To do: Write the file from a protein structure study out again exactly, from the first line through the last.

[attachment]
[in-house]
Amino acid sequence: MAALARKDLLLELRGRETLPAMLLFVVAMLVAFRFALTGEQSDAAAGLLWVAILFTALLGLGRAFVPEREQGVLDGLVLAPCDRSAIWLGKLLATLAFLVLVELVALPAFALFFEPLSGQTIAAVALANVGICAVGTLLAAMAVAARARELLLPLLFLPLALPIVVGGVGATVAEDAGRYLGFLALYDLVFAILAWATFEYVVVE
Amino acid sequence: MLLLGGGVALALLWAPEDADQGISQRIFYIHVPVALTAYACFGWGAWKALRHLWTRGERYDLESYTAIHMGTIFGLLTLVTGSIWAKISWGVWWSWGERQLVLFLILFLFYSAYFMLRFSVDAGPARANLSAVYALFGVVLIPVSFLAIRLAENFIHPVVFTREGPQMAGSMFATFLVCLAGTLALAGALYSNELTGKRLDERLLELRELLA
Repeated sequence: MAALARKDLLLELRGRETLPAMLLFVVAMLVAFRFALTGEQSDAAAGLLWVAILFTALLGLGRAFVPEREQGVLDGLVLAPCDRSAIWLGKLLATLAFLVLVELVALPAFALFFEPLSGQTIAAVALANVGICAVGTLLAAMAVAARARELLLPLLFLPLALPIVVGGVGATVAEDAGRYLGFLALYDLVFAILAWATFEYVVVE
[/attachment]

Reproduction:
[in-house]
Amino acid sequence: MAALARKDLLLELRGRETLPAMLLFVVAMLVAFRFALTGEQSDAAAGLLWVAILFTALLGLGRAFVPEREQGVLDGLVLAPCDRSAIWLGKLLATLAFLVLVELVALPAFALFFEPLSGQTIAAVALANVGICAVGTLLAAMAVAARARELLLPLLFLPLALPIVVGGVGATVAEDAGRYLGFLALYDLVFAILAWATFEYVVVE
Amino acid sequence: MLLLGGGVALALLWAPEDADQGISQRIFYIHVPVALTAYACFGWGAWKALRHLWTRGERYDLESYTAIHMGTIFGLLTLVTGSIWAKISWGVWWSWGERQLVLFLILFLFYSAYFMLRFSVDAGPARANLSAVYALFGVVLIPVSFLAIRLAENFIHPVVFTREGPQMAGSMFATFLVCLAGTLALAGALYSNELTGKRLDERLLELRELLA
Repeated sequence: MAALARKDLLLELRGRETLPAMLLFVVAMLVAFRFALTGEQSDAAAGLLWVAILFTALLGLGRAFVPEREQGVLDGLVLAPCDRSAIWLGKLLATLAFLVLVELVALPAFALFFEPLSGQTIAAVALANVGICAVGTLLAAMAVAARARELLLPLLFLPLALPIVVGGVGATVAEDAGRYLGFLALYDLVFAILAWATFEYVVVE